When I began my career with an automotive supplier in Zeeland, Mich., in 2003, there were three reverse osmosis (RO) systems and four deionized (...
Zimbabwe's second largest city of Bulawayo says it will soon limit water supplies to residents to only once every 11 days as water shortages reach desperate levels in the city of more than one million people.
Bulawayo city council spokesman Phathisa Nyathi told ZimOnline that water cuts could last for even longer periods later in October, ironically the country's hottest month when demand for water is at its highest.
"Residents will soon be getting water once in every eleven days but already there are some suburbs that are on higher ground that have been getting water once in every two weeks," said Nyathi.
Bulawayo, the hub of economic activity in the southern half of the country, consumes 150,000 cubic metres of water per day but has been pumping only 69,000 cubic metres per day after decommissioning three supply dams due to low water levels. The city will decommission yet another dam in late October to leave it dependent on only one dam and some boreholes sunk across the city.
Bulawayo, tucked at the heart of the dry Matabeleland region, was this week hit by an outbreak of diarrhoea and dysentery as residents resorted to drinking untreated water.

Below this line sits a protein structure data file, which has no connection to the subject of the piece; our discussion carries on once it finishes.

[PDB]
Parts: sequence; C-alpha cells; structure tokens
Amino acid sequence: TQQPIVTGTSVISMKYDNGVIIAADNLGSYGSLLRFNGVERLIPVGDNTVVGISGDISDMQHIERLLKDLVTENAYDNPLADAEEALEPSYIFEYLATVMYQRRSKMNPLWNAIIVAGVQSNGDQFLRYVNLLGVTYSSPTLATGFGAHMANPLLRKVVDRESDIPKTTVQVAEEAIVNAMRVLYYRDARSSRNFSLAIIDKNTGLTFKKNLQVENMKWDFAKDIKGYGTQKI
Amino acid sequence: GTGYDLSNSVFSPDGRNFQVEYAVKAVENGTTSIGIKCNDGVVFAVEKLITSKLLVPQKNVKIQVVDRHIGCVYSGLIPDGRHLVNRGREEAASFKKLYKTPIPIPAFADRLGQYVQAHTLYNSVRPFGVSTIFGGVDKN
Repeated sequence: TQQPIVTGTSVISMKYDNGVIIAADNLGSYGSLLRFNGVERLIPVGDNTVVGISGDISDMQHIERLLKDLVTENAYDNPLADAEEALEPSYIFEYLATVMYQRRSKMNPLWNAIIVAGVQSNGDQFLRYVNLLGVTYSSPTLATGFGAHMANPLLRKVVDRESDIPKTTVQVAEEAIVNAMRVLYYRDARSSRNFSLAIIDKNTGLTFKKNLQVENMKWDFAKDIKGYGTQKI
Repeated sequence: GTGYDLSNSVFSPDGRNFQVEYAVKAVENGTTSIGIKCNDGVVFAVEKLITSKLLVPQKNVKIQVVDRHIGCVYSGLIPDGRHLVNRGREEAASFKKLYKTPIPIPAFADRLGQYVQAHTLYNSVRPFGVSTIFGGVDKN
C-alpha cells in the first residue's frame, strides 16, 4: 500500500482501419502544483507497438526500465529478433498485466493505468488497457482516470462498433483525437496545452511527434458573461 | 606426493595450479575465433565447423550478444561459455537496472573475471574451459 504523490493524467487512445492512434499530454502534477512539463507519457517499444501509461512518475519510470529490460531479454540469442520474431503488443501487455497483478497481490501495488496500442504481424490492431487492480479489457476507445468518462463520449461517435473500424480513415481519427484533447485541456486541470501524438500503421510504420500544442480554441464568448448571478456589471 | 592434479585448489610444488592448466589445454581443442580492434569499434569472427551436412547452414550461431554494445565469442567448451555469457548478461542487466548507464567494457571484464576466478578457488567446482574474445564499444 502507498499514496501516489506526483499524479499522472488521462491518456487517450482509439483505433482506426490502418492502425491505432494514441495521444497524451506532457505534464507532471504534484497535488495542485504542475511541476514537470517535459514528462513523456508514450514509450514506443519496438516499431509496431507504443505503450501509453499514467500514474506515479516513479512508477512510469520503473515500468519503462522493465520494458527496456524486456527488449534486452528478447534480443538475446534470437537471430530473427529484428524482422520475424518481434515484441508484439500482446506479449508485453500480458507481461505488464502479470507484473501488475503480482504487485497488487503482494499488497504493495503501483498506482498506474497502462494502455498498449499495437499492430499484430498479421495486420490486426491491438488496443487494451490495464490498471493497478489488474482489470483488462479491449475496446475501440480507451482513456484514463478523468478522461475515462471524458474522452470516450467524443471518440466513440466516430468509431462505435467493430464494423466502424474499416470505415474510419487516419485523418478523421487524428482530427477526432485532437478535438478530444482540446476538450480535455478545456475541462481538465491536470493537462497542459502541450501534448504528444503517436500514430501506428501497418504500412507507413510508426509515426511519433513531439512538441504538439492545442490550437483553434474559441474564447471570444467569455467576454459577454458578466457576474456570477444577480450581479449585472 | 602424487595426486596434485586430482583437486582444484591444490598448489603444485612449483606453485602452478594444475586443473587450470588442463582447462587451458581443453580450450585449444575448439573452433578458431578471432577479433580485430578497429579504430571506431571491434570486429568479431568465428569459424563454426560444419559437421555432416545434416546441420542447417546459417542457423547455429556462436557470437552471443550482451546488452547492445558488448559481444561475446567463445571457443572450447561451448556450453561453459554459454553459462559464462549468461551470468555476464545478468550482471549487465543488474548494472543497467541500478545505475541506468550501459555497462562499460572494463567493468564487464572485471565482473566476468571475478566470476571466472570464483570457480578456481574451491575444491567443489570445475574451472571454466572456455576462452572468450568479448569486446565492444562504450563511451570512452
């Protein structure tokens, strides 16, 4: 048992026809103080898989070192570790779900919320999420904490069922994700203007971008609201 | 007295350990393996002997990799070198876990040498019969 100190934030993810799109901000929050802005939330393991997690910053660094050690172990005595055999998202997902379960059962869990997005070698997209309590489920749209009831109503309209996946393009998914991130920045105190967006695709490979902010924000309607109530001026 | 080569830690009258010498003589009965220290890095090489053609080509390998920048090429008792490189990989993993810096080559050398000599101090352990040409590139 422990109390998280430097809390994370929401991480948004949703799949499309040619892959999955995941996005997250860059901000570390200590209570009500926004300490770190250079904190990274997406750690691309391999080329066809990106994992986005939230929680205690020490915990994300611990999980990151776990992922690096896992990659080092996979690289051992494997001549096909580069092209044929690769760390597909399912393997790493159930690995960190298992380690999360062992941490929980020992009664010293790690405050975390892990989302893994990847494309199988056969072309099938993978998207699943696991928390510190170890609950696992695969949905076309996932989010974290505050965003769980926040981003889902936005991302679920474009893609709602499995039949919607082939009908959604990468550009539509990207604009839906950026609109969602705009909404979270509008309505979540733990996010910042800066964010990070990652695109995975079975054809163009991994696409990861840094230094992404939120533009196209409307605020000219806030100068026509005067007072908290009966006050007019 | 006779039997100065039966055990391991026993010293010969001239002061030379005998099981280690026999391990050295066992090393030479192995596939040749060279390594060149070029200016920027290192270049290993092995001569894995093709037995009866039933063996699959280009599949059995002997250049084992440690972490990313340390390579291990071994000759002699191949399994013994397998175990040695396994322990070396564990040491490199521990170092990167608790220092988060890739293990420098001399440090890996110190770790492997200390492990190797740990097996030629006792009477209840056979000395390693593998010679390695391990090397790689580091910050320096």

The outbreak has left more than 400 people hospitalized, while health experts warn of a possible outbreak of more diseases such as cholera and typhoid as more and more of the city's residents resort to unprotected wells for water while also using bushy areas to relieve themselves because toilets cannot work without water.
But some residents who have boreholes at their premises have been quick to exploit the water crisis to make money, selling water to fellow residents who do not have boreholes.
Maria Ncube, who is employed as till operator at one of Bulawayo's leading supermarket chains says she pays Z$30 000 for a 20-litre bucket of borehole water.
Residents have been banned from watering gardens or washing cars, while some families say they are now doing laundry once in every two weeks to save on water.
"I wash my husband's overalls once every two weeks while I have had to buy several pairs of uniforms for the kids so they can go for more days before they need to be washed," said Rose Ngwenya, a mother of three from Bulawayo's Mpopoma low income suburb.
Zimbabwe's second city has faced perennial water problems for more than two decades during which both residents and the city fathers have pinned their hopes on an ambitious project to draw water from the Zambezi River.
The Matabeleland Zambezi Water Project, a long held plan to tap water from the Zambezi River through the construction of a 450km pipeline to arid Matabeleland was mooted way back in 1912.
Costs have since ballooned to about US$600 million, way beyond what the cash-strapped Zimbabwe government can afford.